This project aims to regenerate the old centre of Birzeit, a university town north of Ramallah, through analysing, mapping and designing careful urban and architectural interventions. It is part of a broader strategy devised by Riwaq: Centre for Architectural Conservation, the leading Palestinian NGO in the field of cultural heritage, which aims to regenerate 50 historic towns and villages that together contain half of the West Bank's surviving built heritage. The regeneration of the historic centre of Birzeit, by Palestine Regeneration Team (PART), represents the pilot scheme for Riwaq's 50 Villages vision.
Through responsive design interventions, the Birzeit regeneration project demonstrates the crucial link that exists between built heritage and socio-economic regeneration, while dynamically addressing complex issues of cultural identity. PART's work understands that the conservation of cultural heritage can be a critical act that embodies a strategy for social change.
The Birzeit project treats the existing cultural context – with all of its unseen social networks and habits – as the single most vital resource for designing sustainable communities. Many invisible and informal social and management networks already exist, and PART, in close partnership with Riwaq, was able to make use of these. Key contributors to the project were the Birzeit Municipal Council, local Palestinian community organizations such as the Rozana Association and UN-Habitat. PART also convened ThinkNet, a specially selected team of architects, economists, urban planners, sociologists, anthropologists, environmentalists and conservationists, who advised on specific issues of urban regeneration and cultural identity.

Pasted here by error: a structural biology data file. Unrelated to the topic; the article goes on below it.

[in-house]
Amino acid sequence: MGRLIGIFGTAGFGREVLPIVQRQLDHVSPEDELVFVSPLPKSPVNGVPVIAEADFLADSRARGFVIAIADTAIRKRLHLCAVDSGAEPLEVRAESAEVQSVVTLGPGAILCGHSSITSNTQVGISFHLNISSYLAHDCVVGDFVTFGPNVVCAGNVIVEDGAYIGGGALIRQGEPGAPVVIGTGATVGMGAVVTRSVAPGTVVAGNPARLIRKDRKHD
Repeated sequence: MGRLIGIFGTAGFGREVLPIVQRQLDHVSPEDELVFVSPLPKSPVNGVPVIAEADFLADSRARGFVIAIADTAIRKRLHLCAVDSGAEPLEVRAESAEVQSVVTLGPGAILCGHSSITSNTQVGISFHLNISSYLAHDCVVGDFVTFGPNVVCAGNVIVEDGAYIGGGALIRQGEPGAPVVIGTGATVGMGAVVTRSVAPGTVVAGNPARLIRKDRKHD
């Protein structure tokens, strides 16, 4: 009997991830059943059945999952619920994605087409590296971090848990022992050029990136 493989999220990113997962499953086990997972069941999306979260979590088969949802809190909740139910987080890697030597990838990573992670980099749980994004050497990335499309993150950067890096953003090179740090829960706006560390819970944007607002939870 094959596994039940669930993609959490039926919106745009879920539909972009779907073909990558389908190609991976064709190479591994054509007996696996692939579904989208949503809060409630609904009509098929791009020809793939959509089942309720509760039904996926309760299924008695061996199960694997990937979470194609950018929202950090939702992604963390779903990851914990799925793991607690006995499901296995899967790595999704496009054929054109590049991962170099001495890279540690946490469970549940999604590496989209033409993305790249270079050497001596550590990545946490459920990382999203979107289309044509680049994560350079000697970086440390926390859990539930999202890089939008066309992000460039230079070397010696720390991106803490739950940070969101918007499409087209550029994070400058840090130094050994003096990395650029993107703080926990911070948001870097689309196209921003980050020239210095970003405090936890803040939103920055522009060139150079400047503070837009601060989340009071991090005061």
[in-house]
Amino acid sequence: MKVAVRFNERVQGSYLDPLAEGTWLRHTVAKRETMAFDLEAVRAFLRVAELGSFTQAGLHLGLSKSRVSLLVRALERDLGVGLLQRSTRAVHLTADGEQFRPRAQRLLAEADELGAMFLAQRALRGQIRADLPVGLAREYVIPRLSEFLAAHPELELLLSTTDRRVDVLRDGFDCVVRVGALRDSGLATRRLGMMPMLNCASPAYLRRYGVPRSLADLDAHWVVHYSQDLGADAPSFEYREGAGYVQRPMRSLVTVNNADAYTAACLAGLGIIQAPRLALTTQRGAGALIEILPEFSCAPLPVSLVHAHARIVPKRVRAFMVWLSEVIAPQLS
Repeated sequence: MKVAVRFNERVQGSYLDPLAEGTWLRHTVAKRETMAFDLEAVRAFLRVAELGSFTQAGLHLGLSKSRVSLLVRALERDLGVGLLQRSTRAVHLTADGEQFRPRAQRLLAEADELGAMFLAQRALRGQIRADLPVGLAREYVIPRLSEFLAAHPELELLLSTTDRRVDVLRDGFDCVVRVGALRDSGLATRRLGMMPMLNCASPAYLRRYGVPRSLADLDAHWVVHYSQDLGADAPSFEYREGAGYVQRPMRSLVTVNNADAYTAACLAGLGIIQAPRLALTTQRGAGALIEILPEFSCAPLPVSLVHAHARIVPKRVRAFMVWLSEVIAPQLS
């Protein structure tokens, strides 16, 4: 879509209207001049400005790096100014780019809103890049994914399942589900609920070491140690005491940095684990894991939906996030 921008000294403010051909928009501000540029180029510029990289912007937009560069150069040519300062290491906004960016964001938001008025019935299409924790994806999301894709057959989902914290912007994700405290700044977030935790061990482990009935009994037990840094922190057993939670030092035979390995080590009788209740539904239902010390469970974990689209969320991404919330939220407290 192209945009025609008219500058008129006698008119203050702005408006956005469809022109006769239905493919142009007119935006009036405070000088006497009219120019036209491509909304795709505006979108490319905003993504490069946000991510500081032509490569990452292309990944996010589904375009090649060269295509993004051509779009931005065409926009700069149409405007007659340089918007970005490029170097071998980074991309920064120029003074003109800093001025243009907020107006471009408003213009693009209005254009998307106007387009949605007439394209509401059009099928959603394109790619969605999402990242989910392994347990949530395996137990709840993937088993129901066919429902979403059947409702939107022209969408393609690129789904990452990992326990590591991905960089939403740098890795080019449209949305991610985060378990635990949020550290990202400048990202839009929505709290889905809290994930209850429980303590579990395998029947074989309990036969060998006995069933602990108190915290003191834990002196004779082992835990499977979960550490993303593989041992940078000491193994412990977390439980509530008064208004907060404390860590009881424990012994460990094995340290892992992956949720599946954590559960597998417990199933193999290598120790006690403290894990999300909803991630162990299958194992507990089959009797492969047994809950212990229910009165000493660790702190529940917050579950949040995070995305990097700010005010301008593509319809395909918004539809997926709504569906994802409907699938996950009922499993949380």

The Birzeit regeneration project, with Riwaq's name as the lead organisation, was one of five winners of the 2013 Aga Khan Award for Architecture.